Our right to walk: Where have all the footpaths gone?
Features Saturday, March 21, 2015 - 05:30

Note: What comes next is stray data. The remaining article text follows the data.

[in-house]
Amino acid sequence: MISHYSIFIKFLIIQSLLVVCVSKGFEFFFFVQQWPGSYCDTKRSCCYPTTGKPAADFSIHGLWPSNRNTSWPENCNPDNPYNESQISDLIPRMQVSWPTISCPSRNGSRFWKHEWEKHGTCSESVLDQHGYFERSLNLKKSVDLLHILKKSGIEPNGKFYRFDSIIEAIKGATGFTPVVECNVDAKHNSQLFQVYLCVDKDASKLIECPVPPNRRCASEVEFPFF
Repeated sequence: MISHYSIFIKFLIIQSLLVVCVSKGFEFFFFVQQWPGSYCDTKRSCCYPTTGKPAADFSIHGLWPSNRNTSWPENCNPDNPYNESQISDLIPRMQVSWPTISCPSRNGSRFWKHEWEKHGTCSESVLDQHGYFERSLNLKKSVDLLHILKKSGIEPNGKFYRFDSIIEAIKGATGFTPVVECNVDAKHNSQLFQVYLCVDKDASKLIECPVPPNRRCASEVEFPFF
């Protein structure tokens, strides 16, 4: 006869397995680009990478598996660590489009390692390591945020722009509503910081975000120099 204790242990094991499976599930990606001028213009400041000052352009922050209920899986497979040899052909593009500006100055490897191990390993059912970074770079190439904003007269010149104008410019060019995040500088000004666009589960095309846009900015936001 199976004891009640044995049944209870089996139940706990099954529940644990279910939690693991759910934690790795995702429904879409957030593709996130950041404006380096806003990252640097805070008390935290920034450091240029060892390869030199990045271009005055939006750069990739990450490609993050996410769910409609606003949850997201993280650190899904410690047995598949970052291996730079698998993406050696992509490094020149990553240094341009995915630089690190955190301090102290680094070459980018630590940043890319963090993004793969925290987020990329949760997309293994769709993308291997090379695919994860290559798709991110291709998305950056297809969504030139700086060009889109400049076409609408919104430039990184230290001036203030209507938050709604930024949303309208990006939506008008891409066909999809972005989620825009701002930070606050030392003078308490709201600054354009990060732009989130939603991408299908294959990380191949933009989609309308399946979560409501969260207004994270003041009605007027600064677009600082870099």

Sujaya Rathi & Shrimoyee Bhattacharya | The News Minute | November 30, 2014 | 3:45 pm IST Are we fast losing the right to walk in our cities and towns? It is while walking that a place is best appreciated; it establishes a unique connect to the city and its character. More importantly, walking is the most basic form of mobility. It is freedom; a right every human being should have. In the Calcutta (now Kolkata) of the 1980s and 1990s, footpaths adorned the streets; they were an integral part of life - be it socialising, shopping or just walking. There was safety on the streets. They were the city's lifeline during the frequent shutdowns that were called in the city. Cut to Bengaluru 2014. One shudders to walk on the city's streets. There are hardly any footpaths! The ones that do exist are in a deplorable condition, unsafe, and provide a connection to nothing. Connected, well designed and maintained footpaths along the streets: Are they an endangered species? Does anyone care about them any more? Jane Jacobs, the celebrated US urban activist and author of the 1950s-60s, rightly inferred in "The Death and Life of Great American Cities": Under the seeming disorder of the old city, wherever the old city is working successfully, is a marvellous order for maintaining the safety of the streets and the freedom of the city. It is a complex order. Its essence is intricacy of sidewalk use, bringing with it a constant succession of eyes. The benefits of footpaths for accessibility to opportunities, mobility, public health, environment, recreation and economic development cannot be underestimated. Statistics indicate that 80 percent of the urban population needs footpaths, either because they walk to work or do other activities. Footpaths also provide the first and last mile connectivity to transit stops. Unfortunately, mobility projects that have become synonymous with road widening or flyovers and underpasses rarely include footpaths or pedestrian walkways.What will it take to make people feel safe and good while walking in our cities today? We propose the following agenda: * Non-motorised transport (NMT) planning: In September, the Chennai Corporation announced the adoption and implementation of its NMT Policy that aims at zero pedestrian fatalities. The establishment of an NMT Cell, a dedicated and well-capacitated agency, is urgently required in each city. This Cell should draft and implement a city-level NMT Plan, including a pedestrian network plan focussing on providing footpaths (and their maintenance) - a must for every city. This network needs to be aligned with other plans for the city and should ensure that footpaths connect to local employment, recreation and retail facilities. * Good design: Having footpaths is not enough unless they are designed to provide safe, comfortable mobility options to all, including people of different age groups as well as differently-abled people. This means that they need to be free of barriers (such as transformers), with safe crossings on streets, bridges, and railroads - and safely segregated from fast-moving vehicular traffic (at entry-exit points of buildings, island refuges at wide road crossings et al.). In this regard, the barriers that have been constructed on footpaths in New Delhi, to prevent two-wheeled vehicles from encroaching on footpaths, is a strategy that can and should be implemented across the country. Footpaths also need to have adequate lighting, trees providing shade, places to sit down, toilet facilities and waste bins. In this regard, there are a number of pedestrian design guidelines - for example Delhi's Unified Traffic and Transportation Infrastructure Planning & Engineering Centre (UTTIPEC) that can be followed. * Not only a path but a space: Vibrant streets make one return to them again and again. Making allowances for suitable commercial and recreational activity along sidewalks, combined with human-scale building design, will help create an active space rather than make it deserted and unsafe. These designs need to be sensitive to age, gender and ethnic identity to make sidewalks a welcoming space. * Maintenance and monitoring: The notion of a footpath as an important public space as well as a "right" has to come with a sense of ownership from both civic authorities and citizens. There exist established codes for construction and/or maintenance of sidewalks and curbs by adjacent property owners and also for liability of accidents happening on footpaths due to maintenance failure, such as in the US. Variants of such citizen partnership should be explored while being cognizant of societal complexities and transparency of processes. But abandoning footpaths should be a "no-no" at any cost. Yes, it is a long list and needs dedicated funds but, more importantly, decision makers need to understand the benefits of putting people first when planning cities. Cars are a sign of economic growth - and a pedestrian-friendly city is a sign of a sensitive city respecting human rights. Source: IANS Sujaya Rathi is a Principal Research Scientist and Shrimoyee Bhattacharya is a Senior Researcher (Urban Development) at the Centre for Study of Science Technology and Policy (CSTEP), Bangalore. The views expressed are those of CSTEP. 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